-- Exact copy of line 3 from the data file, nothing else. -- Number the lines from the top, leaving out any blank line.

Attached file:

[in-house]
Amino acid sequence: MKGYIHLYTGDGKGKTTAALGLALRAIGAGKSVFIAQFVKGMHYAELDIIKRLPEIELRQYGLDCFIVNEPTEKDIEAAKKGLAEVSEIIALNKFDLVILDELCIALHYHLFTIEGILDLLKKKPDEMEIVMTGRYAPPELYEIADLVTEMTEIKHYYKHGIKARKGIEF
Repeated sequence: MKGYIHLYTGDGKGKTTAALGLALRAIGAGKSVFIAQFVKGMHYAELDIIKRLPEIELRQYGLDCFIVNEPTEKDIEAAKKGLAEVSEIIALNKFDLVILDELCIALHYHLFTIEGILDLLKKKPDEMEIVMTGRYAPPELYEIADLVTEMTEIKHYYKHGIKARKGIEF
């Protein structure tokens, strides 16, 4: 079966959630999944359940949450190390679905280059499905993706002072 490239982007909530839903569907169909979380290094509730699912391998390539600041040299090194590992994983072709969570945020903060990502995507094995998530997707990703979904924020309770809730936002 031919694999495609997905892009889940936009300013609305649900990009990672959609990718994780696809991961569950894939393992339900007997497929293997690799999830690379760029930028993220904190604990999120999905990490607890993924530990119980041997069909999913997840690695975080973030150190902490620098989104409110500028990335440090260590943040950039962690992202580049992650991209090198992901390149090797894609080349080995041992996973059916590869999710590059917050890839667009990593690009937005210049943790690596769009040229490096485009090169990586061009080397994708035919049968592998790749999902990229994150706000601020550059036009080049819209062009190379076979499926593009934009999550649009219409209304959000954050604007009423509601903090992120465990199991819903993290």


Repeated sequence: MKGYIHLYTGDGKGKTTAALGLALRAIGAGKSVFIAQFVKGMHYAELDIIKRLPEIELRQYGLDCFIVNEPTEKDIEAAKKGLAEVSEIIALNKFDLVILDELCIALHYHLFTIEGILDLLKKKPDEMEIVMTGRYAPPELYEIADLVTEMTEIKHYYKHGIKARKGIEF